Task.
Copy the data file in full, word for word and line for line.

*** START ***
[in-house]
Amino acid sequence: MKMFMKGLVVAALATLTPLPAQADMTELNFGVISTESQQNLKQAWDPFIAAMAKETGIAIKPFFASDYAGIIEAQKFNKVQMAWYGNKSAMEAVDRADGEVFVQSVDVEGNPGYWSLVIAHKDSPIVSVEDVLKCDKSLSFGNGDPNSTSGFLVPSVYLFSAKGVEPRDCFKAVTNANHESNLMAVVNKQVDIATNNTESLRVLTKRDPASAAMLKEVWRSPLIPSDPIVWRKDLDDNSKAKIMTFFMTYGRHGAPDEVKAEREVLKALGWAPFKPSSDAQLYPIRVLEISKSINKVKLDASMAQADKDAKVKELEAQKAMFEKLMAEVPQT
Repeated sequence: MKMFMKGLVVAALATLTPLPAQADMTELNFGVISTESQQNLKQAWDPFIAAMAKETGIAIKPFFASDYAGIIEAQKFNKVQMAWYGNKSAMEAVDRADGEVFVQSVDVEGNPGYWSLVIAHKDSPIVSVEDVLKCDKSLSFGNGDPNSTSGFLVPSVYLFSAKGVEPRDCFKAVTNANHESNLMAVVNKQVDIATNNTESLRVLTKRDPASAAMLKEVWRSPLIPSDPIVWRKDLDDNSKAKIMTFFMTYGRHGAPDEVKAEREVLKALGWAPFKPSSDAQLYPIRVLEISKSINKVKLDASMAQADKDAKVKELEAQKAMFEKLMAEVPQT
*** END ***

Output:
[in-house]
Amino acid sequence: MKMFMKGLVVAALATLTPLPAQADMTELNFGVISTESQQNLKQAWDPFIAAMAKETGIAIKPFFASDYAGIIEAQKFNKVQMAWYGNKSAMEAVDRADGEVFVQSVDVEGNPGYWSLVIAHKDSPIVSVEDVLKCDKSLSFGNGDPNSTSGFLVPSVYLFSAKGVEPRDCFKAVTNANHESNLMAVVNKQVDIATNNTESLRVLTKRDPASAAMLKEVWRSPLIPSDPIVWRKDLDDNSKAKIMTFFMTYGRHGAPDEVKAEREVLKALGWAPFKPSSDAQLYPIRVLEISKSINKVKLDASMAQADKDAKVKELEAQKAMFEKLMAEVPQT
Repeated sequence: MKMFMKGLVVAALATLTPLPAQADMTELNFGVISTESQQNLKQAWDPFIAAMAKETGIAIKPFFASDYAGIIEAQKFNKVQMAWYGNKSAMEAVDRADGEVFVQSVDVEGNPGYWSLVIAHKDSPIVSVEDVLKCDKSLSFGNGDPNSTSGFLVPSVYLFSAKGVEPRDCFKAVTNANHESNLMAVVNKQVDIATNNTESLRVLTKRDPASAAMLKEVWRSPLIPSDPIVWRKDLDDNSKAKIMTFFMTYGRHGAPDEVKAEREVLKALGWAPFKPSSDAQLYPIRVLEISKSINKVKLDASMAQADKDAKVKELEAQKAMFEKLMAEVPQT